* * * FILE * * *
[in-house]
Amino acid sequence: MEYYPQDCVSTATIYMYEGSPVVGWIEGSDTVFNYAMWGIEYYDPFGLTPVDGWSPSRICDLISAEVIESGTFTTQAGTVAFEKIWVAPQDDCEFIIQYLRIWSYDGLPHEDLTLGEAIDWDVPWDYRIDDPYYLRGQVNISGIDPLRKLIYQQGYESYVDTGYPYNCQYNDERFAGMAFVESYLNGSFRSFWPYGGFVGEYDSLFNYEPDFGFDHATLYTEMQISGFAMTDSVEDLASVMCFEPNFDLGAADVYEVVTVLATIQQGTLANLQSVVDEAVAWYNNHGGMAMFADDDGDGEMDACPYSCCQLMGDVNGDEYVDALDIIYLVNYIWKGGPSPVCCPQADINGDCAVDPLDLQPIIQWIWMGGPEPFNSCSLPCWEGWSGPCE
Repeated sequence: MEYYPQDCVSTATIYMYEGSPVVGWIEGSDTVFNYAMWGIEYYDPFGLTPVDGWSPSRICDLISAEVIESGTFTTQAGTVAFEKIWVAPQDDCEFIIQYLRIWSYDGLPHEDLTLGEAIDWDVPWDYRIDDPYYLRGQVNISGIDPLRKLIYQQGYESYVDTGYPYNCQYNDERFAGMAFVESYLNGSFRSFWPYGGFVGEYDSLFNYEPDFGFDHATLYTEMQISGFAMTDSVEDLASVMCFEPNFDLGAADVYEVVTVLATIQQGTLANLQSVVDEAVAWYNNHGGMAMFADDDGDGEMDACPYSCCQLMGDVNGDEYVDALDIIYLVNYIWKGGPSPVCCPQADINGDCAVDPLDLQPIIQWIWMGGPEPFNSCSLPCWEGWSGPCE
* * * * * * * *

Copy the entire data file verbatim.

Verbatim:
[in-house]
Amino acid sequence: MEYYPQDCVSTATIYMYEGSPVVGWIEGSDTVFNYAMWGIEYYDPFGLTPVDGWSPSRICDLISAEVIESGTFTTQAGTVAFEKIWVAPQDDCEFIIQYLRIWSYDGLPHEDLTLGEAIDWDVPWDYRIDDPYYLRGQVNISGIDPLRKLIYQQGYESYVDTGYPYNCQYNDERFAGMAFVESYLNGSFRSFWPYGGFVGEYDSLFNYEPDFGFDHATLYTEMQISGFAMTDSVEDLASVMCFEPNFDLGAADVYEVVTVLATIQQGTLANLQSVVDEAVAWYNNHGGMAMFADDDGDGEMDACPYSCCQLMGDVNGDEYVDALDIIYLVNYIWKGGPSPVCCPQADINGDCAVDPLDLQPIIQWIWMGGPEPFNSCSLPCWEGWSGPCE
Repeated sequence: MEYYPQDCVSTATIYMYEGSPVVGWIEGSDTVFNYAMWGIEYYDPFGLTPVDGWSPSRICDLISAEVIESGTFTTQAGTVAFEKIWVAPQDDCEFIIQYLRIWSYDGLPHEDLTLGEAIDWDVPWDYRIDDPYYLRGQVNISGIDPLRKLIYQQGYESYVDTGYPYNCQYNDERFAGMAFVESYLNGSFRSFWPYGGFVGEYDSLFNYEPDFGFDHATLYTEMQISGFAMTDSVEDLASVMCFEPNFDLGAADVYEVVTVLATIQQGTLANLQSVVDEAVAWYNNHGGMAMFADDDGDGEMDACPYSCCQLMGDVNGDEYVDALDIIYLVNYIWKGGPSPVCCPQADINGDCAVDPLDLQPIIQWIWMGGPEPFNSCSLPCWEGWSGPCE